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Direct to metal anti-corrosion coatings / GWYNFOR CALLAGHAN

Swansea University Author: GWYNFOR, CALLAGHAN

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Abstract

The primary objective of this work was to evaluate the corrosion driven coating failure mechanisms affecting a commercial polyurethane coating (RAPTOR), traditionally applied as a topcoat, when instead directly applied to iron. This was done by evaluating its susceptibility to corrosion driven catho...

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Published: Swansea 2021
Institution: Swansea University
Degree level: Master of Research
Degree name: MSc by Research
Supervisor: Wint Natalie ; Williams Geraint
URI: https://cronfa.swan.ac.uk/Record/cronfa58762
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Abstract: The primary objective of this work was to evaluate the corrosion driven coating failure mechanisms affecting a commercial polyurethane coating (RAPTOR), traditionally applied as a topcoat, when instead directly applied to iron. This was done by evaluating its susceptibility to corrosion driven cathodic disbondment and Filiform corrosion. The effect of cure time on the completion of the polymerization reaction was characterised using ATR-FTIR. It showed a direct correlation between cure time and resistance to cathodic disbondment. The kinetics for cathodic disbondment was investigated using adapted Stratmann delamination cells as well as the scanning Kelvin probe. Free corrosion potential profiles were generated and allowed for the rate of delamination of RAPTOR from iron to be deduced. The rate limiting mechanism for the cathodic disbondment of RAPTOR was shown to be migration of electroactive species under the coating . Filiform corrosion was initiated via addition of an aqueous iron chloride solution to penetrative RAPTOR coating scribes. Samples were maintained at a relative humidity of 94 % . Image analysis software was used to evaluate the geometry of filaments formed and the results were compared to those obtained in the case of polyvinyl butyral coatings (PVB) Aluminium polyphosphate and glass flake pigments were evaluated as potential corrosion inhibitors. The inhibitive properties of Aluminium polyphosphate have been shown to reduce the rate of coating delamination via cathodic disbondment. This is proposed to be linked to the production of partially/insoluble precipitates that limit the migration of electroactive species. Aluminium polyphosphate has also shown to increase the initiation time required to form filaments during the filiform corrosion process. Glass flake had little influence on the rate of cathodic disbondment but was shown to limit both the initiation and propagation of filaments during filiform corrosion.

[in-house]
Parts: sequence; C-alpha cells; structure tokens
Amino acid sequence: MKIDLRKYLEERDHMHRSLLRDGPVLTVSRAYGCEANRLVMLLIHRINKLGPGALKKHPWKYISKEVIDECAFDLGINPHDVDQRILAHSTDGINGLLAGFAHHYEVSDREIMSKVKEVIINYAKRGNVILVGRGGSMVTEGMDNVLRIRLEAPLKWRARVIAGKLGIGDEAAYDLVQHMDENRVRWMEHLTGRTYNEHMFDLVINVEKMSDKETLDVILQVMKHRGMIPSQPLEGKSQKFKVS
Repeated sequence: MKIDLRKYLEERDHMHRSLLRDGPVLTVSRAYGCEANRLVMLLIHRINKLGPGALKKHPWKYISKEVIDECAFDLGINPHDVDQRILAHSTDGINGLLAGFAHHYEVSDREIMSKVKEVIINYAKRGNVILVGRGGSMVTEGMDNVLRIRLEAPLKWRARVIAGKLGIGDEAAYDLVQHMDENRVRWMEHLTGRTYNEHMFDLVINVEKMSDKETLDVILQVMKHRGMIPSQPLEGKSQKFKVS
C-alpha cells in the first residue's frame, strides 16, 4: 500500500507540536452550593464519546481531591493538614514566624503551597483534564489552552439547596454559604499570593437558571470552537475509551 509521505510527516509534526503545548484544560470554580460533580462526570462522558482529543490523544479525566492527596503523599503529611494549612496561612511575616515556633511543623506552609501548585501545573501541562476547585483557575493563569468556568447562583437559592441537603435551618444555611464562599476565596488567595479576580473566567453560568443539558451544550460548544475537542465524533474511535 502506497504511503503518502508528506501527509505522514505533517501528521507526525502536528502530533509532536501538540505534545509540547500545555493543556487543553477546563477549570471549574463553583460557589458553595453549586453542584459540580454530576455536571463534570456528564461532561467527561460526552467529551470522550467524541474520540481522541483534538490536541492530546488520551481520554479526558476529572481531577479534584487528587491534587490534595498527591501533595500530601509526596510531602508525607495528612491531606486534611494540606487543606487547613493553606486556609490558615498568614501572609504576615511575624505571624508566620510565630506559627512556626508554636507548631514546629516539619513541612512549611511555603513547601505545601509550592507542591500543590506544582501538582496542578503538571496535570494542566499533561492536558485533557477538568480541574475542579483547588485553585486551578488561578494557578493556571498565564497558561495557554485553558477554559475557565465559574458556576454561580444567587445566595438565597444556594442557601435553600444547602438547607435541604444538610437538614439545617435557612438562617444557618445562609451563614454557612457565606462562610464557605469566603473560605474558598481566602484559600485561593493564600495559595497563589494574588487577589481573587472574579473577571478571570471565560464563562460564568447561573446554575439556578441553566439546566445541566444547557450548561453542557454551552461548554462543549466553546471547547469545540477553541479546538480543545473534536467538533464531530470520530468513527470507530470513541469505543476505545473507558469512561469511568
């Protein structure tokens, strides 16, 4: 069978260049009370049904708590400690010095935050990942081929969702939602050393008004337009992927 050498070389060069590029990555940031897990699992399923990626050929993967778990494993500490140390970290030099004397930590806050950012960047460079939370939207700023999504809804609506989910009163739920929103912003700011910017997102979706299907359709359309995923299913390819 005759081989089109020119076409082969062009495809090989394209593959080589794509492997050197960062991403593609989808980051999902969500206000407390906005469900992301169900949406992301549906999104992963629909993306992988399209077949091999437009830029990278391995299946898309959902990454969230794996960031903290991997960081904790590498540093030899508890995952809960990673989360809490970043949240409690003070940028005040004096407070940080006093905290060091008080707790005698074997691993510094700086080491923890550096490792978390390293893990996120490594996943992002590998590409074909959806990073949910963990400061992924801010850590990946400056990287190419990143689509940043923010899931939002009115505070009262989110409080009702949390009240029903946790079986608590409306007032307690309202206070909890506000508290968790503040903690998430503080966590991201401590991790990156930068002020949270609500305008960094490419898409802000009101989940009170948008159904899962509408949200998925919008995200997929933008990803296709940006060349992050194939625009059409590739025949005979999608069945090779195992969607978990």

Item Description: A selection of third party content is redacted or is partially redacted from this thesis due to copyright restrictions.
Keywords: Corrosion, coating, cathodic disbondment, Filiform corrosion
College: College of Engineering